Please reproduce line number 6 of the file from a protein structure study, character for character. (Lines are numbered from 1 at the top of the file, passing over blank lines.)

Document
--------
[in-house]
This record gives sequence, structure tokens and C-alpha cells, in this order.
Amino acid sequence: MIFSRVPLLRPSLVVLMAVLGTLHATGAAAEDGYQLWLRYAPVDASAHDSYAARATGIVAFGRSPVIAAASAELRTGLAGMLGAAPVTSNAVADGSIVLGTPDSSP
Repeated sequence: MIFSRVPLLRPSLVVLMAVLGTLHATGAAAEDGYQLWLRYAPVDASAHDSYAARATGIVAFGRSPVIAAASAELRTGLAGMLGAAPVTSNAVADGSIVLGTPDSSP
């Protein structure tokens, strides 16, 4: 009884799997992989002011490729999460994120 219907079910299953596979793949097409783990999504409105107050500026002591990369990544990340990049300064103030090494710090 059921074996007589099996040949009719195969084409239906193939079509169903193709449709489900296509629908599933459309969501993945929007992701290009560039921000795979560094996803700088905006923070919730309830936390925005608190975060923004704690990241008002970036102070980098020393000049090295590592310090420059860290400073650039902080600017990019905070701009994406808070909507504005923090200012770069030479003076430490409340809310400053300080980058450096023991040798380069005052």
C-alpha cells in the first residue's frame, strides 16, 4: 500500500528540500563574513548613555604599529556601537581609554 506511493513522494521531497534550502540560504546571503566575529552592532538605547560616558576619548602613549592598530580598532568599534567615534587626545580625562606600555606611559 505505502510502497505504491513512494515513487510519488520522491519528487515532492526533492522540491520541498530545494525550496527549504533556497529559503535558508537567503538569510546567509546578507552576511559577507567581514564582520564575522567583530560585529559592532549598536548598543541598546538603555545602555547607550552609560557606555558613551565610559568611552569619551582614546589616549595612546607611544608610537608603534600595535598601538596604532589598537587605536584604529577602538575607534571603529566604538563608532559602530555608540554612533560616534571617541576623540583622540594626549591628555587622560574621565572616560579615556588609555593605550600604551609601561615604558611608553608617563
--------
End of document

C-alpha cells in the first residue's frame, strides 16, 4: 500500500528540500563574513548613555604599529556601537581609554 506511493513522494521531497534550502540560504546571503566575529552592532538605547560616558576619548602613549592598530580598532568599534567615534587626545580625562606600555606611559 505505502510502497505504491513512494515513487510519488520522491519528487515532492526533492522540491520541498530545494525550496527549504533556497529559503535558508537567503538569510546567509546578507552576511559577507567581514564582520564575522567583530560585529559592532549598536548598543541598546538603555545602555547607550552609560557606555558613551565610559568611552569619551582614546589616549595612546607611544608610537608603534600595535598601538596604532589598537587605536584604529577602538575607534571603529566604538563608532559602530555608540554612533560616534571617541576623540583622540594626549591628555587622560574621565572616560579615556588609555593605550600604551609601561615604558611608553608617563